Testers are often caught into the trap of analyzing just the GUI interface and not looking beyond it. It is helpful many a times to go beyond the black box view and explore a little further. This is typically a grey area between black box and white box, wherein a tester tries to understand the application a little further without access to the source code.
One such area is testing a software by modifying/corrupting the contents of associated files. This is ideally called “File Fuzzing”. In this post, I’ll pick up an interesting case of testing by corrupting a blank file.
Yes! You read it correctly! – Corrupting the contents of a blank file! You might think how can a blank file have contents? Let’s jump directly into a practical example.
Microsoft Excel supports publishing “.xls” files (there are others too, but let’s stick to this and let’s not think about how many different versions of xls it supports). So, an xls file is an associated file for MS Excel software. Let’s see what a “blank” xls file might look like.
To create a blank xls file or empty xls file:
- Right click in the Windows Explorer and click “New->Microsoft Excel Worksheet” OR
- Open the MS Excel interface from Programs and click File->Save As.. and give a name of choice.)
I find the first one quicker. So, here goes the snapshot of how it looks in windows Explorer:
A blank file? Still 12 KB!! More on this later, first let’s see this file in MS Excel:
So, it’s essentially a “blank” file as far as its purpose as a spreadsheet is concerned. There’s no data.
But did you get a hint? It’s still a 12 KB file. There’s definitely some data in it. Let’s open it in a hex editor and have a look:
So, you can see hundreds of rows of data. This data is used by MS Excel to render the file. When you edit the data, this is added in the proprietary excel format.
Coming to testing front, this sequence of bytes may not make any sense to you till you start looking at the Excel format. These values will typicially be a sequence of records wherein each record contains a sequence of bytes telling its type, length and the data contained in it. Software reads the file parses it fully to render it (or parses, renders, parses, renders and so on…).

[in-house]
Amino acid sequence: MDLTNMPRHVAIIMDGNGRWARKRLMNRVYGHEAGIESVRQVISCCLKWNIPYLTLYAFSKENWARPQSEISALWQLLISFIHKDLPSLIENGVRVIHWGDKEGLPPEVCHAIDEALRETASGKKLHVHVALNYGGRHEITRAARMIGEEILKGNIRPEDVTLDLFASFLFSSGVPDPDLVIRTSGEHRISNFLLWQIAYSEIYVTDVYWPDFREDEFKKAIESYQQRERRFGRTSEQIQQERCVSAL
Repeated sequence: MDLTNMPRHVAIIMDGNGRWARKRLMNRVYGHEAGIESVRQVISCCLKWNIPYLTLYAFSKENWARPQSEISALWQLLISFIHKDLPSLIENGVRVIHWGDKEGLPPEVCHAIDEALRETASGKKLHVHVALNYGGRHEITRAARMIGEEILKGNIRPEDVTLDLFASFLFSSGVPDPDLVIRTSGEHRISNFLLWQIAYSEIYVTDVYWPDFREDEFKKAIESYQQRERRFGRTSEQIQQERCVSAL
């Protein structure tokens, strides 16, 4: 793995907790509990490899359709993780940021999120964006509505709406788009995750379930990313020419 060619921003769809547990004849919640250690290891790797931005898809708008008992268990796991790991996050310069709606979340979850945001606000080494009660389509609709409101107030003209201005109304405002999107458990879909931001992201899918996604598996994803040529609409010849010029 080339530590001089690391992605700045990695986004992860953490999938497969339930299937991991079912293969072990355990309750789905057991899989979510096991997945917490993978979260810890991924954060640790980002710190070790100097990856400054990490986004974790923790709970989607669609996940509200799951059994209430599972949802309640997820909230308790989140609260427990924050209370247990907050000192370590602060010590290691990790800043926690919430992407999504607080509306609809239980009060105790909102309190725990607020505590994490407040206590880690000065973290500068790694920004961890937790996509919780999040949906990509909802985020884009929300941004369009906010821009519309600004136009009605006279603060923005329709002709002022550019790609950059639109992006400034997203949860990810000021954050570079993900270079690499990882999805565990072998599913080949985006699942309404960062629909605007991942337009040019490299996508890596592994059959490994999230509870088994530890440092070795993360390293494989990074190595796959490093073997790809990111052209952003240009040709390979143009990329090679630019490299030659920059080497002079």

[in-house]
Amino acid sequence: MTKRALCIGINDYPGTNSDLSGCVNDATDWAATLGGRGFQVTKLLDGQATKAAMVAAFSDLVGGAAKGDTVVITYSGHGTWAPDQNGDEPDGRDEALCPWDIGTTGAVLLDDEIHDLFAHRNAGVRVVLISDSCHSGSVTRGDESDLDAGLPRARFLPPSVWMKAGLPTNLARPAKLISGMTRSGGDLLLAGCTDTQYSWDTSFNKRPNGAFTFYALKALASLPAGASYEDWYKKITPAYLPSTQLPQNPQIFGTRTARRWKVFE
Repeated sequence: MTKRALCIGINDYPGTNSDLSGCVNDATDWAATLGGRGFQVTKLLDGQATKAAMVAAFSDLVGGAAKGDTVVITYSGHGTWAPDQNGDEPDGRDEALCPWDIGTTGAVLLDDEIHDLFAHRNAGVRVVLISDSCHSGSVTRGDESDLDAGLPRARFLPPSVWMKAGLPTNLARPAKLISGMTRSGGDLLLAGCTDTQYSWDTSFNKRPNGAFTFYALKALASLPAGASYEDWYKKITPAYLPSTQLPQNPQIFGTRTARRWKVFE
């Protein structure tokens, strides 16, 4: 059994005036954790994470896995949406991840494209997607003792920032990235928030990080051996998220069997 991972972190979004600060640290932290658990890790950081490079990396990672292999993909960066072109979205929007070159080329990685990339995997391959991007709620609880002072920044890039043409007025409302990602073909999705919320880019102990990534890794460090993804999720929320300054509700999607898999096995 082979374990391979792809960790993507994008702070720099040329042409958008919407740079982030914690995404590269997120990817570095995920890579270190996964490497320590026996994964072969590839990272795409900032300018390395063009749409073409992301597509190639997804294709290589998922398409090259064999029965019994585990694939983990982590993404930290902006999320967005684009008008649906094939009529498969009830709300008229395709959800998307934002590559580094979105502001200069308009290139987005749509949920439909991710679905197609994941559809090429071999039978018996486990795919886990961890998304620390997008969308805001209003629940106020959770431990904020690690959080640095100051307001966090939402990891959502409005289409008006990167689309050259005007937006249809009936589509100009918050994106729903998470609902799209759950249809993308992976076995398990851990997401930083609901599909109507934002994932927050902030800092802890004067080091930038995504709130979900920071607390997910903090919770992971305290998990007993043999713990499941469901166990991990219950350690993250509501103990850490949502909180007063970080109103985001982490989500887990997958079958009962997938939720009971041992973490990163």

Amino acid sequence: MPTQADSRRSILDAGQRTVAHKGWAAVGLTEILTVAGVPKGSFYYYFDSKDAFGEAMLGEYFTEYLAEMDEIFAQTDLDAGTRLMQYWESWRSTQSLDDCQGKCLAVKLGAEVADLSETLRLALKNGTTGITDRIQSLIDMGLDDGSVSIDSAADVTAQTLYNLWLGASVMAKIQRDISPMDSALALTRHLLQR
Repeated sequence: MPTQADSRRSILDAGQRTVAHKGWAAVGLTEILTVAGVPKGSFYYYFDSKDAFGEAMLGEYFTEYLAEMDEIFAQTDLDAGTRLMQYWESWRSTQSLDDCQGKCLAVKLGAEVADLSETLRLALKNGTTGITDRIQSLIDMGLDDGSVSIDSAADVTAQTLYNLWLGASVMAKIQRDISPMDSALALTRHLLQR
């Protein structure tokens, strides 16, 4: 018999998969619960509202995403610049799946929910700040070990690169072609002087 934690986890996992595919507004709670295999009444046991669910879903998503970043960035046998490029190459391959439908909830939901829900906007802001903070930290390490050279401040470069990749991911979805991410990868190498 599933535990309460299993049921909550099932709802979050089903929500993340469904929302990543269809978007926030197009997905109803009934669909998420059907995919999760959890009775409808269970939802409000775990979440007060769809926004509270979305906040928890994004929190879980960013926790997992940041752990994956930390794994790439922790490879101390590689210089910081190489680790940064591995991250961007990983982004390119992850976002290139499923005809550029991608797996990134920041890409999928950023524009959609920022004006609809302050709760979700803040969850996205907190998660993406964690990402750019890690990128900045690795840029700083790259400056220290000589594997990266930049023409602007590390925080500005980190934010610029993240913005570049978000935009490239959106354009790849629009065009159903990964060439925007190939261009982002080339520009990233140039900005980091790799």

As you can think of, there can be infinite number of test cases for these values e.g. around boundary values of each record length allowed by software and the one constrained by the number of bytes/bits.
I took Excel as just an example, you can try this any multimedia file, office productivity suite file, archive file and you will find similar observations – the key is to locate such files for your software.
So, next time someone asks how many test cases can you conduct by utilizing an “empty” file, you know what the answer should be!
Site Admin, www.testingperspective.com
Very intelligent observation.
Thanks for explaining the technique of File Fuzzing!
A few tests that come to my mind immediately include:
1. Read and update the user (author) information.
2. Read the application (Excel) information.
3. Read and update the document information (number and names of sheets, fonts and blank data).
4. Open the file in a different operating system (different version and different language/ locale)
5. Archive the file and read the above information.
Inder P Singh
Thanks for sharing your thoughts.
One essential aspect of file fuzzing is playing with assumptions. We need to break down the binary data into TLV (Type-Length-Value) records. For each one of them, we need to come up with test cases and then an automation set-up for executing the tests.
The article is really nice and was interesting enough to read till the end. I however have a question here. Why this is important to test this particular aspect. If a s/w has a file which is important for it to run, and he tampers it’s template/format it’s ought to change so how exactly it is important to test such cases.
I understand that corruption of any single file can cause any s/w to stop working but point here is, can we fool proof a file from getting corrupted with the help of testing.
Please guide me if I’m not understanding the core of the issue here.
The impact would depend on the kind of software and whether the file can be user-supplied/forced in some way via other mechanisms, thereby making it a valid entry point.
If it is a server software, for example, that takes a user supplied file to process, but with a corrupt file, it hangs/crashes, it is the case of DoS Denial of Service, rendering it non-functional for legitimate users.
If it is a local application, making it crash is not that serious ( although needs to be handled ), but if the corruption is carefully crafted to, say, cause a buffer overflow that is exploitable, then it can be serious. E.g. with exploitation, a shell could be spawned from the local system which listens at a port. So, the remote attacker can execute arbitrary commands.
If the above happens for a server machine, you can imagine the seriousness.
What if the attack is focused at the anti-malware software. The DoS itself would lead to a non-functional security system, rendering your system, now prone to attack from other malware. What if this file is sent as an attachment in an email, which gets scanned by an anti-malware solution on an email server and caused DoS? It means, then on no malware would be detected and cleaned on the email server from the emails.
I hope I answered your question.
Thanks Rahul. That really answers my questions, the one which I asked and the ones which I just thought of. 🙂